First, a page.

Where are all the girls in children’s Bibles?: An excerpt
“Did you know, Mom, that it pleases God to read your Bible every day?”
I’m sitting with my children, eating breakfast at the dining-room table, which is strewn with the picture Bibles I plan to review for Geez. My 5-year-old asks this question as he sits with a copy of The Jesus Storybook Bible open to illustrator Jago’s fascinating aerial view of Jericho, with Joshua’s army marching round and round. Pencil in hand, he’s trying to copy the drawing.
“Hmm . . . yes, that’s what some people believe,” I respond. This is my cover-all response for ideas about religion that come from family members, or sometimes Sunday School. “Where did you hear that?” I add, trying not to sound shrill.
I’m a feminist Christian with a long-standing discomfort with the Bible. Regular Scripture reading is not part of our family life. Sometimes, I wonder if I should be doing more to teach my children about the Bible. Is it okay to leave it to trusted Sunday School teachers and camp counsellors to impart the stories of our faith tradition to my children? If they don’t read their Bible every day, will they “shrink, shrink, shrink” like it says in a song I learned as a child?
Not satisfied with the children’s Bible I grew up with, nor even the newfangled one my son is perusing (which I have to edit for patriarchal content as I go along), I’ve long wanted to find a feminist Bible I can read with my children. This is my chance.
I began optimistically, searching the Mennonite Church Canada and Quaker Books websites for children’s Bibles that might satisfy a feminist consciousness, then combing the shelves of my local Christian bookstore for anything I might have missed. I added The New Bible in Pictures for Little Eyes because it’s a classic (my classic) and The Beginner’s Bible because it’s a bestseller. The review copies arrived in the mail over the winter holidays, 16 books in all.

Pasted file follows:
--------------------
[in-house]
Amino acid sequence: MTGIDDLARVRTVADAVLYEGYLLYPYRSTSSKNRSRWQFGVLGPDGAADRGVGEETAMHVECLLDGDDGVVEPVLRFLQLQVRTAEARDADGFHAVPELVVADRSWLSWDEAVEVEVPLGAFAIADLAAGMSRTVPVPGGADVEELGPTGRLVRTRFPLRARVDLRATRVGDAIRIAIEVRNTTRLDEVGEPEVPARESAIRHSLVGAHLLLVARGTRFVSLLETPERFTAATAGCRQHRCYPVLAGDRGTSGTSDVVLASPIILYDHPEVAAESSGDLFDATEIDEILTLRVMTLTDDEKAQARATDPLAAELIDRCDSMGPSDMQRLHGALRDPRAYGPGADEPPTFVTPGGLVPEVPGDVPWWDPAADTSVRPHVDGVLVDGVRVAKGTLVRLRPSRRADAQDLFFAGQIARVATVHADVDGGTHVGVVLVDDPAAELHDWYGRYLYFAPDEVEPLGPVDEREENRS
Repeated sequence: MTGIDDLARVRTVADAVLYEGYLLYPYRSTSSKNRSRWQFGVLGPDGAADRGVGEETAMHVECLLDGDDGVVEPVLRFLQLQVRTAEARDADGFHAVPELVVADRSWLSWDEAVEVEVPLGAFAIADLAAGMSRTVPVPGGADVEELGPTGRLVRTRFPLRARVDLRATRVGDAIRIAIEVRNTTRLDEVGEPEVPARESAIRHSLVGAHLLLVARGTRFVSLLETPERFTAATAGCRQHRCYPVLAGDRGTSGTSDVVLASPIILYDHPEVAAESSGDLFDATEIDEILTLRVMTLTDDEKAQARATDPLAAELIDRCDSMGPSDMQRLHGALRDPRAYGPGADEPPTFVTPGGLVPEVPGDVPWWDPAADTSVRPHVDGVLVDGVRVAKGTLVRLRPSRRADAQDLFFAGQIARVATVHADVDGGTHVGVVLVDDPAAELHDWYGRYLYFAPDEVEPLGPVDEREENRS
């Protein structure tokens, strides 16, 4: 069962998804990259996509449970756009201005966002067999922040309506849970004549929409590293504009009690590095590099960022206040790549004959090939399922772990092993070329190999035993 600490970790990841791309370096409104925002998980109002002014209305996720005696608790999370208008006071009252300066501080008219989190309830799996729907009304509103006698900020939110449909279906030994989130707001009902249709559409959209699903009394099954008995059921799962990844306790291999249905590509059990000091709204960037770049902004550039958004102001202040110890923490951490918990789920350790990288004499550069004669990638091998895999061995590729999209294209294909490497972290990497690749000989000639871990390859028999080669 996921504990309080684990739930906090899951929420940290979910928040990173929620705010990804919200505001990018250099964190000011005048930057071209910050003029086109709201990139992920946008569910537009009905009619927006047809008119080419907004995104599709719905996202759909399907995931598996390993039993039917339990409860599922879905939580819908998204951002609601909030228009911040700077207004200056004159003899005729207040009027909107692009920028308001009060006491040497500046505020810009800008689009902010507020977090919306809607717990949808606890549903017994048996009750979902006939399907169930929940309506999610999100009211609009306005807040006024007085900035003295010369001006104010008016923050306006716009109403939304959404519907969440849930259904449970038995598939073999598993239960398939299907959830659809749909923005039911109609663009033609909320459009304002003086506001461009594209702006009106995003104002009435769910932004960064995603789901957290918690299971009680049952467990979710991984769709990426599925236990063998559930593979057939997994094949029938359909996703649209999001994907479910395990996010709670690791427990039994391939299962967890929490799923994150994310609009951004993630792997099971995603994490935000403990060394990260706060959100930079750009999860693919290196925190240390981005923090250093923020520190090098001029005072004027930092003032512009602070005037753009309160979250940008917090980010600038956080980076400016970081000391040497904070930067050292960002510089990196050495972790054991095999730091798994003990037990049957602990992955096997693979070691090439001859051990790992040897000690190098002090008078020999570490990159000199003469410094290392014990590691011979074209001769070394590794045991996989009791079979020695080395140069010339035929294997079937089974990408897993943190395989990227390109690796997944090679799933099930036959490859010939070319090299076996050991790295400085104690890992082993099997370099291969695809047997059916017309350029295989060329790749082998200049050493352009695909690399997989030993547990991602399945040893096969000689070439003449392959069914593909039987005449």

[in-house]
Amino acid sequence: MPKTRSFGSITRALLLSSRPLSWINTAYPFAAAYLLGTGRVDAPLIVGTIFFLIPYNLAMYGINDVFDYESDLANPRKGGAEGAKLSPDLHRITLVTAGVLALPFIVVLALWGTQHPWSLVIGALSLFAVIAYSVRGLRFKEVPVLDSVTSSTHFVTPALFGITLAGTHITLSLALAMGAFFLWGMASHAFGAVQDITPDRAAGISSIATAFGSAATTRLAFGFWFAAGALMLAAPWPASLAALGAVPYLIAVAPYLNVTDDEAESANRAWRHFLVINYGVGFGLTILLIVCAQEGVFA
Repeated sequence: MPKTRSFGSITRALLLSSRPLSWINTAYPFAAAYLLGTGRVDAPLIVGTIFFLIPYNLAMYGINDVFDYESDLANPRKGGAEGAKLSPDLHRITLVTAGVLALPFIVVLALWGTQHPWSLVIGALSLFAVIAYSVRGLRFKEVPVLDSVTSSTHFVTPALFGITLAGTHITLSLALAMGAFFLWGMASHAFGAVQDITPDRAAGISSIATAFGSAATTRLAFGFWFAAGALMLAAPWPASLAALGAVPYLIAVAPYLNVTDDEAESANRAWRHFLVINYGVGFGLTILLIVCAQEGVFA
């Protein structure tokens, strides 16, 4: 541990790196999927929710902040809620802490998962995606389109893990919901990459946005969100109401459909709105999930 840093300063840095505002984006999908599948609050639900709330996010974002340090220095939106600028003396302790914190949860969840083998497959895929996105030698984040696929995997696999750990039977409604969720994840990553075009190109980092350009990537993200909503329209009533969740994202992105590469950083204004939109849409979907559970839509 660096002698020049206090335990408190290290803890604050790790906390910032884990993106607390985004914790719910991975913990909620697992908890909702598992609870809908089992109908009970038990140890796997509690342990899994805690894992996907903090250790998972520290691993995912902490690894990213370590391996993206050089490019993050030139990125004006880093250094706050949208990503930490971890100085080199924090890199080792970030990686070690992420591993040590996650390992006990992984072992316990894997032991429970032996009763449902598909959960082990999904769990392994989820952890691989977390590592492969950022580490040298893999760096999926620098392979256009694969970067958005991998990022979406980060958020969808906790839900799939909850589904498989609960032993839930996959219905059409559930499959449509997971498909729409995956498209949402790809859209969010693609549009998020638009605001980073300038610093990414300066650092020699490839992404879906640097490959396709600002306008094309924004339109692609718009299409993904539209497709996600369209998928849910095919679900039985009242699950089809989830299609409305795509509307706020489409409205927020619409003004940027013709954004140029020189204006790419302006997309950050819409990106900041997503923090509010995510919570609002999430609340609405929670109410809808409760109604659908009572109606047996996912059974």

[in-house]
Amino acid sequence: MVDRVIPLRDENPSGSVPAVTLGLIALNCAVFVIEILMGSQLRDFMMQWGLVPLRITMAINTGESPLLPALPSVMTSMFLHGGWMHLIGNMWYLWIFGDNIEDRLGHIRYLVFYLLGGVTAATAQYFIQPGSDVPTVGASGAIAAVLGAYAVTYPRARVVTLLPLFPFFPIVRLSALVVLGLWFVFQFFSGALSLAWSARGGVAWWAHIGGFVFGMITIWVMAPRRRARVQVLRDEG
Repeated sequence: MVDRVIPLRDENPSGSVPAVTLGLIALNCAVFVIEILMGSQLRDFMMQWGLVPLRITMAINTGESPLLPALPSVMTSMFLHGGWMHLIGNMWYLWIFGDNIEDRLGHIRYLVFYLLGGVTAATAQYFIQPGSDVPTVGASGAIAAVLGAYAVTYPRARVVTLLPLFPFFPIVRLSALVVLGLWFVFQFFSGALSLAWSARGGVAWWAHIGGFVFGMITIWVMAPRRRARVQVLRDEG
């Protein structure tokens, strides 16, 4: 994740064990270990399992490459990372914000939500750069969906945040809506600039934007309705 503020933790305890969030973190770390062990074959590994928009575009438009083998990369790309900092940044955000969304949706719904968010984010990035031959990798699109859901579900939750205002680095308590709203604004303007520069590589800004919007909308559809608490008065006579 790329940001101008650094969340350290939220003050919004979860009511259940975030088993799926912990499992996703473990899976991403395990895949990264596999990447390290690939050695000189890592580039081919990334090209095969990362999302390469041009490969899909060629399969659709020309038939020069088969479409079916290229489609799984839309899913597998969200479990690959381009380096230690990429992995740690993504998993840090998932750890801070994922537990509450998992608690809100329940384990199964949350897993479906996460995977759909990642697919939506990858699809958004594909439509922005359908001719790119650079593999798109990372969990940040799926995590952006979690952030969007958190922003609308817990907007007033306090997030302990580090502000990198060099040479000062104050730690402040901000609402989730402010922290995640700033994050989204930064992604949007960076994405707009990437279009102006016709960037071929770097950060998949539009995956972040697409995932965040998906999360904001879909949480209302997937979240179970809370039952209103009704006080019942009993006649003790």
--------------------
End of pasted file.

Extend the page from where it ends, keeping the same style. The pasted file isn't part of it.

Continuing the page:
As I read through the stories, I slipped in and out of nostalgia and an angry awareness that these texts are tools of oppression – sexist oppression, and racist, classist, heterosexist, ableist. Sometimes I have to double back and reread a story: How did I miss the gender pronoun for God the first time? How did I not notice the unquestioning endorsement of military might and the domination of one group over another?
These stories were the daily bread of my childhood. They invite me to turn off my critical mind and let the familiar myths and cadences take over; they invite me to forgive their failings as feminist literature and simply enjoy the love of old stories. It’s not easy to stay aware of the oppressive power of the stories that are the building blocks of my understanding of the world.
I also don’t know how to read the Bible as a feminist. My favourite feminist foremothers have taught me that “the master’s tools will never dismantle the master’s house” (Audre Lorde) and “this is the oppressor’s language // yet I need it to talk to you” (Adrienne Rich). They’ve taught me that if religion offers you a male god to worship and threatens your very personhood, you walk away. Yet here I am, still in the Christian fold, tool-less and sometimes lost.
So, for the purpose of this review, I’ve created my own tool, a five-finger test for feminist picture Bibles (see side- bar). Of the 16 books I considered, only one passed the test, and I’m not sure it even counts as a picture Bible. The rest all got a big fail.
This is my assessment of what I read, with bonus insights from feminist theology along the way.
This is an excerpt from the article Where are all the girls in children’s Bibles? by Geez editor Melanie Dennis Unrau. The rest of the article can be found in the print copy of the Spring 2013 issue of Geez: The PerSisters Issue.
Melanie Dennis Unrau lives in Winnipeg, Manitoba. Send her your thoughts on this or any other story in Geez. You can write to her at melanie [at] geezmagazine [dot] org. With research assistance from Carly Ciufo.